How long will it be, I wonder, before these things are just tatooed on our necks at birth?

At least I don't have to renew until 2004. Good god, I'll be 30 years old then.

Jen, meanwhile, passed the little quiz and got her learner's permit. (They're actual cards now, instead of flimsy slips of paper.)

Now, she'd had a Hawaii driver's license before, but it expired more than two years ago. And since I was always the one behind the wheel from even earlier, she has basically forgotten how to pilot an automobile. With my recent emergency, though, we quickly realized that she should be able to drive, even if she doesn't do so regularly.

So I quickly made up a "Student Driver" sign, and so far she's taken us on a couple of short errands. She even managed Friday rush hour today for our regular trip to the beach. I've surprised myself with how calm I've been, but unfortunately Jen says I make her nervous just by being there.

We'll manage, though. She's already more confident than she was only a couple of days ago, and I rather enjoy asking "what's the speed limit on this street?" at random intervals.

When I got back from L.A., it seemed like Katie was an entirely different baby.

Part of it is just that being away gives you a chance to see your child from a more independent perspective. It suddenly struck me exactly how big she was, how alert and how active.

And part of it was that she really did change. She learned to crawl while I was away, and her first tooth had finally broken through her gum.

I'm looking forward to the meeting in Hong Kong next May, but that's going to be for two weeks. (Jen and Katie may actually travel to Florida while I'm away.) I shudder to think what milestones I may miss then.

Before I forget...

Things I liked about L.A.

  • The food. I probably wouldn't be able to find a decent plate lunch place, but the variety of other delicacies would probably make up for it. How many restaurants per square mile was it again?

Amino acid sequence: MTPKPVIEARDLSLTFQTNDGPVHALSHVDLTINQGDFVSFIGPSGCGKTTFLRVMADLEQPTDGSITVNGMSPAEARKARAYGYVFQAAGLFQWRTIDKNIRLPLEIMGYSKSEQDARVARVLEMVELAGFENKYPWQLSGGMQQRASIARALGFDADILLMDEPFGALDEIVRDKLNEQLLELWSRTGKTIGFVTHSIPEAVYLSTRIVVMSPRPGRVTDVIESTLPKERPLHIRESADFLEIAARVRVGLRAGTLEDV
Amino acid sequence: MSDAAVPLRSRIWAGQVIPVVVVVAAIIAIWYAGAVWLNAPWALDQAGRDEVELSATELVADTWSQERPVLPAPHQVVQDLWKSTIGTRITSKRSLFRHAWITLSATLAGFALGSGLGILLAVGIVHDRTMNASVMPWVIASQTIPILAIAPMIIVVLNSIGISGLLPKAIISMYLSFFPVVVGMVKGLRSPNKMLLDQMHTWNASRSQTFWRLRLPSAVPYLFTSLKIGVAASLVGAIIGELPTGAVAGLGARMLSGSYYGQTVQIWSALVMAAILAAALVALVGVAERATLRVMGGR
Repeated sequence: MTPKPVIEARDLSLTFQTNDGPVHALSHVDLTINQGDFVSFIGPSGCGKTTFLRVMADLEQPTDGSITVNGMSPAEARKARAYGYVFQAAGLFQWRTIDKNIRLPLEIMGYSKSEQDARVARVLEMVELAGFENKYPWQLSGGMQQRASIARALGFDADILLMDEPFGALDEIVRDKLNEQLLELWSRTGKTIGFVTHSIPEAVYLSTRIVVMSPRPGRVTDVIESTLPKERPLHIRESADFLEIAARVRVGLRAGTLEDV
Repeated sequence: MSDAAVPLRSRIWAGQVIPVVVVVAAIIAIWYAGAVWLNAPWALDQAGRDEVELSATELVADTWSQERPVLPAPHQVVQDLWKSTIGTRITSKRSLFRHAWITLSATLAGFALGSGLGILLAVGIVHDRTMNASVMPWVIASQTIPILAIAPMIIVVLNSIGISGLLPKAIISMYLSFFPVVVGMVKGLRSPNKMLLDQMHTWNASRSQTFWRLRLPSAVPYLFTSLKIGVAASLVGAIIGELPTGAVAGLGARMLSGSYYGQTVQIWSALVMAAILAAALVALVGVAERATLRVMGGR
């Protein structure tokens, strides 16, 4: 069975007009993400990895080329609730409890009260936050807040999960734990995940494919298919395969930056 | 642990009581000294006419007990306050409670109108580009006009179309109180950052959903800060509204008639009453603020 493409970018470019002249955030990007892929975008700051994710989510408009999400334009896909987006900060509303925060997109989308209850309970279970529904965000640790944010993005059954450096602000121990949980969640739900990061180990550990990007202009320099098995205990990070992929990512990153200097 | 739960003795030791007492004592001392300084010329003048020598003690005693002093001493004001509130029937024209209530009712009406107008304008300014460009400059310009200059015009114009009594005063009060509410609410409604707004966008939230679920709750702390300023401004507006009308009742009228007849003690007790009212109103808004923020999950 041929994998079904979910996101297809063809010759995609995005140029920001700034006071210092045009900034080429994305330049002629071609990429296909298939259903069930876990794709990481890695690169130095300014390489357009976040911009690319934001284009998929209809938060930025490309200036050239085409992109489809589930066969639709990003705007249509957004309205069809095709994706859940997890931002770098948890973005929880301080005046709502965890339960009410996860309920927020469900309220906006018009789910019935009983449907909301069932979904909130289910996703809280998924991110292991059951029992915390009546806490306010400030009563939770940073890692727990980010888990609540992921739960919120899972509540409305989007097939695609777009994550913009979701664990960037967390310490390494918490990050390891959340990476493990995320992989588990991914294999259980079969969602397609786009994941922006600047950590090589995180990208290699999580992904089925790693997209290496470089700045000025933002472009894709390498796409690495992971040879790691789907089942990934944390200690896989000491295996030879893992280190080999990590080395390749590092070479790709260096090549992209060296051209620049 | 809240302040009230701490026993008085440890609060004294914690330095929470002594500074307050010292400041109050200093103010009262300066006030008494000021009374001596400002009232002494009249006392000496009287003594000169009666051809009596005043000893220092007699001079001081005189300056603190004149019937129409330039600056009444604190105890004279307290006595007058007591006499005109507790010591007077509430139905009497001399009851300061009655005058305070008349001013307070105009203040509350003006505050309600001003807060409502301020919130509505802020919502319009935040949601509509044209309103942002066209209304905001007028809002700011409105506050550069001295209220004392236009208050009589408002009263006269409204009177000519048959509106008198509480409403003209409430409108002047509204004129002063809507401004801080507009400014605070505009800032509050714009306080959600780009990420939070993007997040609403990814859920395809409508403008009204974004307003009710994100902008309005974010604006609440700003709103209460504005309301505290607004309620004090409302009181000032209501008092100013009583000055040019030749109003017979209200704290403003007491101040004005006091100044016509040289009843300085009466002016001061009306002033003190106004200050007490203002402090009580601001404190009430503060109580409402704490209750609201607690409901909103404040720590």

• The newspapers. For starters, there's more than one (worth reading). And the "L.A. Weekly" is everything the "Honolulu Weekly" aspires to be. Ten times as thick, five times the sex and politics, and chock full of ads for "private dancers" and plastic surgery of every variety.
  • The shopping. So that's what it's like to actually have choices as a consumer?
  • The social scene. With a city that size, there'll always be someplace new to go. One week's schedule of bands at the House of Blues was the equivalent of a whole year of concerts in Honolulu.
  • The drivers. Seriously. Perhaps they've got more insane motorists per capita than anywhere else in the world, but I'll take a skilled maniac over a clumsy dimwit any day. (L.A. drivers are good bad; Honolulu drivers are stupid bad.)

Things I didn't like about L.A.

  • The traffic. If I ever bitch about it taking an hour to get out to Pearl City at rush hour again, just kick me.
  • The air. You know that saying about smog making the best sunsets? Poppycock. I guess I just wasn't built to live every waking moment in clinically sealed, climate-controlled, air-conditioned boxes.
  • The water. You'd probably have to gargle with untreated sewage to get that taste out of your mouth.
  • The cost of living. Everyday things like groceries may actually be cheaper than in Honolulu, but the stuff you actually want is way overpriced. You know that joke about the $12 hamburger? It's not a joke. (Though an 8 percent sales tax beats a 4 percent excise tax any day.)

The plan for today? Hang out with mom, give Jen some driving lessons around Mililani, drive out to Wai`anae for the big picnic in Greg's honor, then back to mom's to spend the evening giving candy to kids.

Kids brave enough to walk past the "Vote No" sign, at least.


© Ryan Kawailani Ozawa · E-Mail: · Created: 31 October 1998 · Last Modified: 3 November 1998